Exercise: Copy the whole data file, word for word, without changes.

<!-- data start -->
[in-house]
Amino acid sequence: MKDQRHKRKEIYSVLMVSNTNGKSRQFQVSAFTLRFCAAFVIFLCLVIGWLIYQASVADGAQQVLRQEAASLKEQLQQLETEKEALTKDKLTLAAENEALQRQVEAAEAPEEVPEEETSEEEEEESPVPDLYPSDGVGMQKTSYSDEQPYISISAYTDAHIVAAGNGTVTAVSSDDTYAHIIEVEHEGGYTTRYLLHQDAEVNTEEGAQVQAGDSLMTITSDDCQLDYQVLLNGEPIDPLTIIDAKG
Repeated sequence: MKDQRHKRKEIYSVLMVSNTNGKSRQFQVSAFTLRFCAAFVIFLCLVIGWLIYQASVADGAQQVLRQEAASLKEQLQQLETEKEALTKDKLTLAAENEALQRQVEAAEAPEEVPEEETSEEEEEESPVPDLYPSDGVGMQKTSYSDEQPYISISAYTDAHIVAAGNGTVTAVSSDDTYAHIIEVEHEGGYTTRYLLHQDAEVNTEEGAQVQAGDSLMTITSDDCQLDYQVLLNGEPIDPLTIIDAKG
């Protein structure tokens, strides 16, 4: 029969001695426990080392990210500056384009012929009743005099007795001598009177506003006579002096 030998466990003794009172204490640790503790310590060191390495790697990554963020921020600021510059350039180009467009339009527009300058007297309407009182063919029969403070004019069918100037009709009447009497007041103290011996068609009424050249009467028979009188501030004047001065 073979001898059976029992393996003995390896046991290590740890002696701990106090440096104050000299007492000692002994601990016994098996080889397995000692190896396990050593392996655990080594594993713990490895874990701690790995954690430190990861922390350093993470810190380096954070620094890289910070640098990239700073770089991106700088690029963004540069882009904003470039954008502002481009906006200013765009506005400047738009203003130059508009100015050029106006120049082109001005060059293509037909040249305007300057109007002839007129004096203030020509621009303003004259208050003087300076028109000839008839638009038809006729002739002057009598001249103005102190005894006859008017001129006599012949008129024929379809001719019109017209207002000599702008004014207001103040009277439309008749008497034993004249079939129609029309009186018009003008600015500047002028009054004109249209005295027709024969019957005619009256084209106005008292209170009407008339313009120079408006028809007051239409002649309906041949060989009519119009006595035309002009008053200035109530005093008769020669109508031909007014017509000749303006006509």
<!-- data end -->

[in-house]
Amino acid sequence: MKDQRHKRKEIYSVLMVSNTNGKSRQFQVSAFTLRFCAAFVIFLCLVIGWLIYQASVADGAQQVLRQEAASLKEQLQQLETEKEALTKDKLTLAAENEALQRQVEAAEAPEEVPEEETSEEEEEESPVPDLYPSDGVGMQKTSYSDEQPYISISAYTDAHIVAAGNGTVTAVSSDDTYAHIIEVEHEGGYTTRYLLHQDAEVNTEEGAQVQAGDSLMTITSDDCQLDYQVLLNGEPIDPLTIIDAKG
Repeated sequence: MKDQRHKRKEIYSVLMVSNTNGKSRQFQVSAFTLRFCAAFVIFLCLVIGWLIYQASVADGAQQVLRQEAASLKEQLQQLETEKEALTKDKLTLAAENEALQRQVEAAEAPEEVPEEETSEEEEEESPVPDLYPSDGVGMQKTSYSDEQPYISISAYTDAHIVAAGNGTVTAVSSDDTYAHIIEVEHEGGYTTRYLLHQDAEVNTEEGAQVQAGDSLMTITSDDCQLDYQVLLNGEPIDPLTIIDAKG
């Protein structure tokens, strides 16, 4: 029969001695426990080392990210500056384009012929009743005099007795001598009177506003006579002096 030998466990003794009172204490640790503790310590060191390495790697990554963020921020600021510059350039180009467009339009527009300058007297309407009182063919029969403070004019069918100037009709009447009497007041103290011996068609009424050249009467028979009188501030004047001065 073979001898059976029992393996003995390896046991290590740890002696701990106090440096104050000299007492000692002994601990016994098996080889397995000692190896396990050593392996655990080594594993713990490895874990701690790995954690430190990861922390350093993470810190380096954070620094890289910070640098990239700073770089991106700088690029963004540069882009904003470039954008502002481009906006200013765009506005400047738009203003130059508009100015050029106006120049082109001005060059293509037909040249305007300057109007002839007129004096203030020509621009303003004259208050003087300076028109000839008839638009038809006729002739002057009598001249103005102190005894006859008017001129006599012949008129024929379809001719019109017209207002000599702008004014207001103040009277439309008749008497034993004249079939129609029309009186018009003008600015500047002028009054004109249209005295027709024969019957005619009256084209106005008292209170009407008339313009120079408006028809007051239409002649309906041949060989009519119009006595035309002009008053200035109530005093008769020669109508031909007014017509000749303006006509």